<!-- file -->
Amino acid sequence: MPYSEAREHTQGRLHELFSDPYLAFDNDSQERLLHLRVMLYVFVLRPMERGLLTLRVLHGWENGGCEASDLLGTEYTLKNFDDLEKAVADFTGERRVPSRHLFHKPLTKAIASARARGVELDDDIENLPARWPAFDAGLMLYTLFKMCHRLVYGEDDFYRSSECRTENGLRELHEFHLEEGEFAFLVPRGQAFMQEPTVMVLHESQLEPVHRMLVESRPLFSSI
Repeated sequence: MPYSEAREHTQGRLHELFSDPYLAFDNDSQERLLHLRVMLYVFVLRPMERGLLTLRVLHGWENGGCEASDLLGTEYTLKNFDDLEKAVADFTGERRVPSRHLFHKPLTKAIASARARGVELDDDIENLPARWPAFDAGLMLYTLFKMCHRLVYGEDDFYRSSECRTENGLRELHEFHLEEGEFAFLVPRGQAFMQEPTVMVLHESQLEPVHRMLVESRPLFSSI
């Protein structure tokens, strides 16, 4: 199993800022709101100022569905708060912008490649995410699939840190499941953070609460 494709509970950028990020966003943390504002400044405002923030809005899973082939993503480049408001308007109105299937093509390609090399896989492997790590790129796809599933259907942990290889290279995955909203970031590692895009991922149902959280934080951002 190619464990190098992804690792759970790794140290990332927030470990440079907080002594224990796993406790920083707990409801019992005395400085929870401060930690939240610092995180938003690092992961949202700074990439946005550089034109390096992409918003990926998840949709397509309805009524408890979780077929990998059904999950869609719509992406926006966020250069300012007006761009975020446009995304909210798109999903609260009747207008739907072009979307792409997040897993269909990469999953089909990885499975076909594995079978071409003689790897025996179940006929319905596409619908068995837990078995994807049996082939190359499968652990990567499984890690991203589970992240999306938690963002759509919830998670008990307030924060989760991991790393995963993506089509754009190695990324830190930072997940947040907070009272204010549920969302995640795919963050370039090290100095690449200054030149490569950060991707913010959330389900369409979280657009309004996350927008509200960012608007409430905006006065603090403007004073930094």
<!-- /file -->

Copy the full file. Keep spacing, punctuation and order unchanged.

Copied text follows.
Amino acid sequence: MPYSEAREHTQGRLHELFSDPYLAFDNDSQERLLHLRVMLYVFVLRPMERGLLTLRVLHGWENGGCEASDLLGTEYTLKNFDDLEKAVADFTGERRVPSRHLFHKPLTKAIASARARGVELDDDIENLPARWPAFDAGLMLYTLFKMCHRLVYGEDDFYRSSECRTENGLRELHEFHLEEGEFAFLVPRGQAFMQEPTVMVLHESQLEPVHRMLVESRPLFSSI
Repeated sequence: MPYSEAREHTQGRLHELFSDPYLAFDNDSQERLLHLRVMLYVFVLRPMERGLLTLRVLHGWENGGCEASDLLGTEYTLKNFDDLEKAVADFTGERRVPSRHLFHKPLTKAIASARARGVELDDDIENLPARWPAFDAGLMLYTLFKMCHRLVYGEDDFYRSSECRTENGLRELHEFHLEEGEFAFLVPRGQAFMQEPTVMVLHESQLEPVHRMLVESRPLFSSI
């Protein structure tokens, strides 16, 4: 199993800022709101100022569905708060912008490649995410699939840190499941953070609460 494709509970950028990020966003943390504002400044405002923030809005899973082939993503480049408001308007109105299937093509390609090399896989492997790590790129796809599933259907942990290889290279995955909203970031590692895009991922149902959280934080951002 190619464990190098992804690792759970790794140290990332927030470990440079907080002594224990796993406790920083707990409801019992005395400085929870401060930690939240610092995180938003690092992961949202700074990439946005550089034109390096992409918003990926998840949709397509309805009524408890979780077929990998059904999950869609719509992406926006966020250069300012007006761009975020446009995304909210798109999903609260009747207008739907072009979307792409997040897993269909990469999953089909990885499975076909594995079978071409003689790897025996179940006929319905596409619908068995837990078995994807049996082939190359499968652990990567499984890690991203589970992240999306938690963002759509919830998670008990307030924060989760991991790393995963993506089509754009190695990324830190930072997940947040907070009272204010549920969302995640795919963050370039090290100095690449200054030149490569950060991707913010959330389900369409979280657009309004996350927008509200960012608007409430905006006065603090403007004073930094």